Canterbury Archbishop Justin Welby has appealed to world leaders not to lose their “nerve” in fighting climate change in the leadup to the U.N. COP26 climate summit in Glasgow.
“It’s in all our interests and the world is behind you making it work,” Archbishop Welby urged leaders Friday. “Don’t lose your nerve. Be bolder.”
The archbishop’s appeal followed news that Chinese president Xi Jinping and Russia’s Vladimir Putin —who represent two of the world’s most polluting countries — will not attend the climate conference.
Among other expected no-shows for the Glasgow summit are Pope Francis, Iran’s President Ebraham Raisi, Brazilian President Jair Bolsonaro, Mexican President Andres Manuel Lopez Obrador, South African President Cyril Ramaphosa, and Japanese Prime Minister Fumio Kishida.
For his part, UK Prime Minister Boris Johnson has called on countries gathering for the talks to make “bigger commitments” to curb carbon dioxide emissions in accord with the 2015 Paris Climate Agreement.
This week, Mr. Johnson unveiled his controversial plan for the U.K. to achieve net-zero carbon emissions by 2050, a program that includes replacing gas-fired home heating systems with green heat pumps at considerable personal expense to citizens.
A Friday op-ed in the Wall Street Journal suggested that the Prime Minister may have gone too far by admitting to the public just how much his climate scheme would cost them.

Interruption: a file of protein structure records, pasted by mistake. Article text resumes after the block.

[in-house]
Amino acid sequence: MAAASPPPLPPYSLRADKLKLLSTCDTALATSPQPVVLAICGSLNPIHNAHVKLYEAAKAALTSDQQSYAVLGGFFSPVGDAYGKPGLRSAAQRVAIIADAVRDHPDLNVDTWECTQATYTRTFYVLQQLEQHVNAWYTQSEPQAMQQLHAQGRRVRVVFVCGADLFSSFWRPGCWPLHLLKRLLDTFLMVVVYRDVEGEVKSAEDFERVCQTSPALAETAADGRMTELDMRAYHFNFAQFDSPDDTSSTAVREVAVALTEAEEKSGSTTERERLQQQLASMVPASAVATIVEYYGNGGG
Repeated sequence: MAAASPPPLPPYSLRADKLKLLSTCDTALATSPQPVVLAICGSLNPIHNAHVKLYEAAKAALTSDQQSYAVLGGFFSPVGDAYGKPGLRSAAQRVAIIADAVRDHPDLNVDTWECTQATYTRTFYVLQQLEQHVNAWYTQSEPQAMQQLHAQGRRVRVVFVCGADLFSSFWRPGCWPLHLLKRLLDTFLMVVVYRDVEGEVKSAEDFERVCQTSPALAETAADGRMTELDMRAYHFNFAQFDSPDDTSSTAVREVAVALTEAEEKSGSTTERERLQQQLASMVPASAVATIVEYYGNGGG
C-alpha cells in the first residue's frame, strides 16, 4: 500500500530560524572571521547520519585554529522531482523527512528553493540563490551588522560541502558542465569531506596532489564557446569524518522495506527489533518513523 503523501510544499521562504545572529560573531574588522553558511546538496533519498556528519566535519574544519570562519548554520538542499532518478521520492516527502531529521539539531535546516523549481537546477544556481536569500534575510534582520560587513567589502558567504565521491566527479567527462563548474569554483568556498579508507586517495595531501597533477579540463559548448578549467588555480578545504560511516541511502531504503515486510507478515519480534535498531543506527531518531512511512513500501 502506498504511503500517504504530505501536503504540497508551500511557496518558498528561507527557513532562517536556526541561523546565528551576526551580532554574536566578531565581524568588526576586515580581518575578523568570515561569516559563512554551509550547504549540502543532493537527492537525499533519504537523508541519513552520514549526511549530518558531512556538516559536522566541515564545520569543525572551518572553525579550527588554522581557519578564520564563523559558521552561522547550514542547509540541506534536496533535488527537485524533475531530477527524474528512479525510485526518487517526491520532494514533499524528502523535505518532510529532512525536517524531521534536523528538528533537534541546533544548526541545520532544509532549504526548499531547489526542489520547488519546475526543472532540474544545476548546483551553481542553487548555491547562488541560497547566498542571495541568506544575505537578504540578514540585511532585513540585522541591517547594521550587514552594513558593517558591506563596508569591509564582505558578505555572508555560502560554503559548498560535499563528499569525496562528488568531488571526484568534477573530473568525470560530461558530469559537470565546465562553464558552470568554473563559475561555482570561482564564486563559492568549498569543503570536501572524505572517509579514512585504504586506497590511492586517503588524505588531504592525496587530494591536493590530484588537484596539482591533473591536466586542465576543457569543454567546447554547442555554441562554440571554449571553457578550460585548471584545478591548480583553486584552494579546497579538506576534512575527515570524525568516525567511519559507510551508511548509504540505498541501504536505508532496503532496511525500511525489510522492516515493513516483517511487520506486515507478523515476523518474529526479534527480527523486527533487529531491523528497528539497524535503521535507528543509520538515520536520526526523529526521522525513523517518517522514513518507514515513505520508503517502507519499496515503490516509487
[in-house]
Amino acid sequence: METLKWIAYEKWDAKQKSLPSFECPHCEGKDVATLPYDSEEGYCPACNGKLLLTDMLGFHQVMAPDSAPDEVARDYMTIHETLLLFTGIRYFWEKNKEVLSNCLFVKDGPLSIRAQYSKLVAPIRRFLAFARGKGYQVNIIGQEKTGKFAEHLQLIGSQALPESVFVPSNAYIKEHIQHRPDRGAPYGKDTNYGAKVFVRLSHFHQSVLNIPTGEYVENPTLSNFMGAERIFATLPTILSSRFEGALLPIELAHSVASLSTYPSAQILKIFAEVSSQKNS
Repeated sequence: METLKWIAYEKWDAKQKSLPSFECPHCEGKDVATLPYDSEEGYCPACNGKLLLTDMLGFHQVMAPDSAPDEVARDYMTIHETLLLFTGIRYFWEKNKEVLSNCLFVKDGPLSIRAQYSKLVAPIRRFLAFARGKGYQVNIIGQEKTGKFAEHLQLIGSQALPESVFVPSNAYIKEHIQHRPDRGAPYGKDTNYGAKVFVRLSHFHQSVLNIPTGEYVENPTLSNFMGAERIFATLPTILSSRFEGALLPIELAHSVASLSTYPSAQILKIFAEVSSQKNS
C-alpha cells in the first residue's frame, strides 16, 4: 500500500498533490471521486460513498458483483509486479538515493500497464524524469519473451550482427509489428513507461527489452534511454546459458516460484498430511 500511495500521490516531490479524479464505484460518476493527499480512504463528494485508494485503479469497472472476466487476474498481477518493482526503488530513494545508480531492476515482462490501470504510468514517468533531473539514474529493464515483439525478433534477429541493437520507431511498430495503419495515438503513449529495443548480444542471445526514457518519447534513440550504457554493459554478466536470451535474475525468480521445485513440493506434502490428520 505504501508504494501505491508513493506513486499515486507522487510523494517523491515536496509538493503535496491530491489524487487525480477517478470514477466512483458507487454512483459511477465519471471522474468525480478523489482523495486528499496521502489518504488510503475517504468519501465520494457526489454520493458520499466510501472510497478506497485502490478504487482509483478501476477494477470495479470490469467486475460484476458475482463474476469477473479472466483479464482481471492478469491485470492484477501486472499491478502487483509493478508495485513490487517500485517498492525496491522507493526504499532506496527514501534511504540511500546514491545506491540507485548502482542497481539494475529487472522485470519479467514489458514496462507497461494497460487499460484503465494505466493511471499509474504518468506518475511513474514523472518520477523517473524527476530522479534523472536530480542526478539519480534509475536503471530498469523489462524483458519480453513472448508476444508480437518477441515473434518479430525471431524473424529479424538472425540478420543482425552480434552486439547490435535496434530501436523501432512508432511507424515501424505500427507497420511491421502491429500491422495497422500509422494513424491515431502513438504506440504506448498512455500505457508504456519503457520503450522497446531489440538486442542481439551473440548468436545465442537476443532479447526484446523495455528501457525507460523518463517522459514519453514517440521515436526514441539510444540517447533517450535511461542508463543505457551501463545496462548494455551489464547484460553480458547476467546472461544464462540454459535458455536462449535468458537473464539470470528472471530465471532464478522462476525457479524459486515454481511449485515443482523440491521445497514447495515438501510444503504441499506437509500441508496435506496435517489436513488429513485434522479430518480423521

“If Prime Minister Boris Johnson didn’t appear to believe so sincerely in the virtues of tackling climate change, you’d assume he was trying to sabotage the crusade against carbon-dioxide emissions,” wrote Joseph C. Sternberg in an essay titled “Oops, Boris Johnson Told the Truth About Climate.”
In his comments Friday, Archbishop Welby underscored what he sees as the climate’s role in instigating or exacerbating global conflicts.
“We’re increasingly finding that when you analyse the conflicts in which we are trying to help, you see lurking somewhere in there climate change as a growing factor,” he proposed.
The archbishop also warned that the Church of England would “walk away” from investments in oil and gas companies if they don’t show greater commitment to combating climate change.
“It is much better to stay invested with skin in the game… than it is to walk away completely,” Welby said. “But we will absolutely walk away from companies that are not moving.”
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